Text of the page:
The triumphs since March are that we were able to teach our summer camps outdoors at City of Golden Park. And one of the biggest triumphs of the year was the support of our patron base and the Golden community. Fifty percent of our patrons donated the cost of the tickets to their canceled shows back to the theater, while another 30 percent took a credit toward future shows. In addition, we were able to raise an unprecedented amount of money to help keep us going into the future.

As for disappointments, having to cancel the season after multiple postponements was disheartening. And seeing all of the unemployment claims letters come in from actors who’ve worked at Miners Alley left us feeling helpless for all of the performers who’ve been forced out of work in the theater community.

Are you still able to keep the staff together?

Since the beginning of the pandemic, we have been able to keep our full- and part-time staff paid, including their health insurance benefits. That is due to strong fiscal management on our end, as well as the generosity of our patrons, donors and the City of Golden, and others, including the federal government. We have also been paying every performer that has graced our stage in our Quarantine Cabaret Series.

As for 2021, it remains to be seen how long we can keep that up, but our goal — indeed, our mission — is to keep people employed.

How has the pandemic affected your views on theater and on your own role as a director?

So much to say here. Where to begin?

First, as an artist myself I, like most of my fellow artists, feel a deep sense of loss at not being able to do my craft. And I feel that live theater will never be the same again, especially the bigger theaters, such as Broadway and the behemoth regional theaters, such as the Denver Center. The business model, based primarily on serving wealthy patrons and tourists, will not be coming back soon, or at least until people feel safe again gathering in the theater.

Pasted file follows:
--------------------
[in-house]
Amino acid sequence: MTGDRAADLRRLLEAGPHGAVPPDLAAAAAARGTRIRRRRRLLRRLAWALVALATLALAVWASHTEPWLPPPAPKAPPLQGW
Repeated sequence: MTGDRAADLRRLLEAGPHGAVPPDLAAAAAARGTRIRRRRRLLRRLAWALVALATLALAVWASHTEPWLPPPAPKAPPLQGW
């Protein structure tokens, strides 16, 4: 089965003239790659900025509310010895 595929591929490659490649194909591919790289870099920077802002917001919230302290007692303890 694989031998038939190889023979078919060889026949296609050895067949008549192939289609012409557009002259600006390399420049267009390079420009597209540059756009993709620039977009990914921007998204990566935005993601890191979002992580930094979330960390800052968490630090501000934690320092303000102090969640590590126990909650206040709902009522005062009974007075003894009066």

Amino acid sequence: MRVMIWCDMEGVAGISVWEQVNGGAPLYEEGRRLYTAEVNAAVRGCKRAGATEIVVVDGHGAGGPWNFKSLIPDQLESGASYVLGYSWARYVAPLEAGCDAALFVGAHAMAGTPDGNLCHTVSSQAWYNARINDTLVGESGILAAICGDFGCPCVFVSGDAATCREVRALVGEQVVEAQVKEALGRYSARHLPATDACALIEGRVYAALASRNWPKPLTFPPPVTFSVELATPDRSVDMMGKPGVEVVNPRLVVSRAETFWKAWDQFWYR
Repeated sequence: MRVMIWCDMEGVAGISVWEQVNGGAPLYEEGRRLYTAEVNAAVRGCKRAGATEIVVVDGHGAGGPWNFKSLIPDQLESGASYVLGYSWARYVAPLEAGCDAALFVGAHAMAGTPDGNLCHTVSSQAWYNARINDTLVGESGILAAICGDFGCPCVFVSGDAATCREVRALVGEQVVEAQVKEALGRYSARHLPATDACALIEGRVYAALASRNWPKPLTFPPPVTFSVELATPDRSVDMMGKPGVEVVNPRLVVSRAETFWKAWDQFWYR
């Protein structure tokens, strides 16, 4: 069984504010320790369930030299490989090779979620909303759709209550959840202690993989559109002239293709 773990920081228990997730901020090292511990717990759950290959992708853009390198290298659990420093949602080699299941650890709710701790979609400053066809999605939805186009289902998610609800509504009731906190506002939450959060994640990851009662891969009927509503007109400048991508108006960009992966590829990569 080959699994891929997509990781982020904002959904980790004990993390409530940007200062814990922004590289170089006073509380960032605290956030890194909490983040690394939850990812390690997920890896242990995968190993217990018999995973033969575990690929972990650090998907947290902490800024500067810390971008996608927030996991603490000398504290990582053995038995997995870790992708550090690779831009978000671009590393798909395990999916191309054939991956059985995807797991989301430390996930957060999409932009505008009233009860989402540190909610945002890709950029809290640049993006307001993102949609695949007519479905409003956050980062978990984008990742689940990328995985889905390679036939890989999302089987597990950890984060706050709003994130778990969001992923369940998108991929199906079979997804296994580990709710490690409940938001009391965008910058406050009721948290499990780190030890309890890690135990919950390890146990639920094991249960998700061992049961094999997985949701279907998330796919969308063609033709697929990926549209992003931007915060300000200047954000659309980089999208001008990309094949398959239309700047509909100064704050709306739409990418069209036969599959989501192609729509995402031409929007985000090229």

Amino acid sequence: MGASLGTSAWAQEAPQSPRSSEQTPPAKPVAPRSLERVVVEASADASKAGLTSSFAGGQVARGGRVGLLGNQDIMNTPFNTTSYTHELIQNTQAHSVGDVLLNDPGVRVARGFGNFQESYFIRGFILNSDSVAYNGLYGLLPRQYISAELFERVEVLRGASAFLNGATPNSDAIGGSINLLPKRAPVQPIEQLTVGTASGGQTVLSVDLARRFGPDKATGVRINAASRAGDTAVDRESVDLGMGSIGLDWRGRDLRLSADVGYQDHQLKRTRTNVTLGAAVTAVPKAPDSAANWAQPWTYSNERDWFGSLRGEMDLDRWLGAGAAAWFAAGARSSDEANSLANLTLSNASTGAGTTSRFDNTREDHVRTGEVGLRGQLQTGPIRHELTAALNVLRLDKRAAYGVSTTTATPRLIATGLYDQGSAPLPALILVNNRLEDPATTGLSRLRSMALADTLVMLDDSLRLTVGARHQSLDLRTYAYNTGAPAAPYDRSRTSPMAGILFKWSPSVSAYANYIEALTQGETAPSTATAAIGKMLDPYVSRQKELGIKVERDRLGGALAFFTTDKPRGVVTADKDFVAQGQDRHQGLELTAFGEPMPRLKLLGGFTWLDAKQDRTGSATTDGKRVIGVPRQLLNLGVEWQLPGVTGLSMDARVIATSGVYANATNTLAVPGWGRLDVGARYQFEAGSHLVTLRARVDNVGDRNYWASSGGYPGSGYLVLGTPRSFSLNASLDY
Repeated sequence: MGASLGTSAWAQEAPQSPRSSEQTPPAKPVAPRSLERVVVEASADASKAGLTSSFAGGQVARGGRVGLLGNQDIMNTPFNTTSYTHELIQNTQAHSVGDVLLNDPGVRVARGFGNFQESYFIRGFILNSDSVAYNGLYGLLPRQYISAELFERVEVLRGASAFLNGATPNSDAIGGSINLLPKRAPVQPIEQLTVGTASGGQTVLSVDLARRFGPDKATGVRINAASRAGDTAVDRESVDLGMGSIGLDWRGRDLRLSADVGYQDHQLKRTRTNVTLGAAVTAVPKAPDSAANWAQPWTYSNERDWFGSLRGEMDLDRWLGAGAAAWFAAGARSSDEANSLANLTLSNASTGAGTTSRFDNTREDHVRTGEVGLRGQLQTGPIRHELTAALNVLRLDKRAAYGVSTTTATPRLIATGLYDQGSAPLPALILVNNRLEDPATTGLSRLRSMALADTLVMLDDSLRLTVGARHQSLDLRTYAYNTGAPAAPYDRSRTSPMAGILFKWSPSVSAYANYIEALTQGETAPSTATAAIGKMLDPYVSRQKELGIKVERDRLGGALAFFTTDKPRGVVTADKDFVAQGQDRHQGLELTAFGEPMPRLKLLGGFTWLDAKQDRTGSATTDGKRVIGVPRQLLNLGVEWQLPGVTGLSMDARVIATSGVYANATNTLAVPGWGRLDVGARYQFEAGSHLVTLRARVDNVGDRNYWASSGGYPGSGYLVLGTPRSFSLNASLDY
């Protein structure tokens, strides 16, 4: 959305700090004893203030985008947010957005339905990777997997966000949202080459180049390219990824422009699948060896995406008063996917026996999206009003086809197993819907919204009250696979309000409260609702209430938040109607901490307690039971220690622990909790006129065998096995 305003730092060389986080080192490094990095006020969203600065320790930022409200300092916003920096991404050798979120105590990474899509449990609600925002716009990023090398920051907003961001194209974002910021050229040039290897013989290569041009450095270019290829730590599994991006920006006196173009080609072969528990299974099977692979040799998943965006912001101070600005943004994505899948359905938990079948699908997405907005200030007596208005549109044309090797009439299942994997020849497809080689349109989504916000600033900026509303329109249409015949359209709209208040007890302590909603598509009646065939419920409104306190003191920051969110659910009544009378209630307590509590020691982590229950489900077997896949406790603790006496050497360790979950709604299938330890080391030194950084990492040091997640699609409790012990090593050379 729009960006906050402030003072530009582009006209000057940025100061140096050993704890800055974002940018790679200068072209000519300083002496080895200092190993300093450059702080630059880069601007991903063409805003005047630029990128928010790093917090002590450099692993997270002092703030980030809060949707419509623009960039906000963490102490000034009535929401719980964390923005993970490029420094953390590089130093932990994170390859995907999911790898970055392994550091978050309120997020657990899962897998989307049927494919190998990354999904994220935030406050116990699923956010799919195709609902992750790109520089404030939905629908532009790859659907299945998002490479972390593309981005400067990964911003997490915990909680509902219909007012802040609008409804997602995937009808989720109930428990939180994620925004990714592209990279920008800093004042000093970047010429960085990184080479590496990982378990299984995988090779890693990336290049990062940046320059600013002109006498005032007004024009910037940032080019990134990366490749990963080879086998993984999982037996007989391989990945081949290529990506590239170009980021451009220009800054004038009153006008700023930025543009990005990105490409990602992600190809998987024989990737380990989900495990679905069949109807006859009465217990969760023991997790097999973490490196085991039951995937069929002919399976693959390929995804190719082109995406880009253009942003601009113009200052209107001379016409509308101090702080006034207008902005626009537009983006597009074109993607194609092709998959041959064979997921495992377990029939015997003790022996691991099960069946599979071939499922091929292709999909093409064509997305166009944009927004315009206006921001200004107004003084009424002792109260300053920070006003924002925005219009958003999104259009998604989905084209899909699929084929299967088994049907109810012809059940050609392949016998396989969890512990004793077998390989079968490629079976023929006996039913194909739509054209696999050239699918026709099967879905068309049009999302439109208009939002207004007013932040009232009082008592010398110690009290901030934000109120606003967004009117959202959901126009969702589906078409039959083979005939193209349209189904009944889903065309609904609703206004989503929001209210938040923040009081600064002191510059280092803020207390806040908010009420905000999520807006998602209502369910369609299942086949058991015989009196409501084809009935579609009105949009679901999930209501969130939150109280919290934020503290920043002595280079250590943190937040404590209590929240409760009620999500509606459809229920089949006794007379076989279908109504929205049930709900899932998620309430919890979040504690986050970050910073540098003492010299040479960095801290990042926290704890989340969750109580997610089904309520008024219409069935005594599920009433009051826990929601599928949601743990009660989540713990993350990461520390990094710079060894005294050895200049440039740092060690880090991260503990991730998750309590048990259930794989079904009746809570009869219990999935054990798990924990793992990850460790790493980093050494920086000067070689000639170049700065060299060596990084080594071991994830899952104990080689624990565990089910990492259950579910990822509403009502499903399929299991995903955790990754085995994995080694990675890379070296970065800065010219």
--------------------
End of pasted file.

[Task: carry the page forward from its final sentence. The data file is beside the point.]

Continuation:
For myself, I have a new sense of mission, beyond my own desire to create theater. And that is to help keep artists employed and to spread the message that the theater is not dead and will be back better than before. I think with our new season, focusing on local artists in the community, especially the playwrights, that we are sending a message to our patrons that any work we create here in Colorado is just as good and exciting as anything else out there in the rest of the country, including Broadway. And our work will be affordable and accessible to everyone. I think that we have an opportunity to be on the forefront and the cutting edge of a rebirth of homegrown theater, as well as classics, from the ground up.

For a full schedule, go to the Miners Alley website.
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Juliet Wittman is an investigative reporter and critic with a passion for theater, literature, social justice and food. She has reviewed theater for Westword for over a decade; for many years, she also reviewed memoirs for the Washington Post. She has won several journalism awards and published essays and short stories in literary magazines. Her novel, Stocker's Kitchen, can be obtained at select local bookstores and on Amazon.
Contact: Juliet Wittman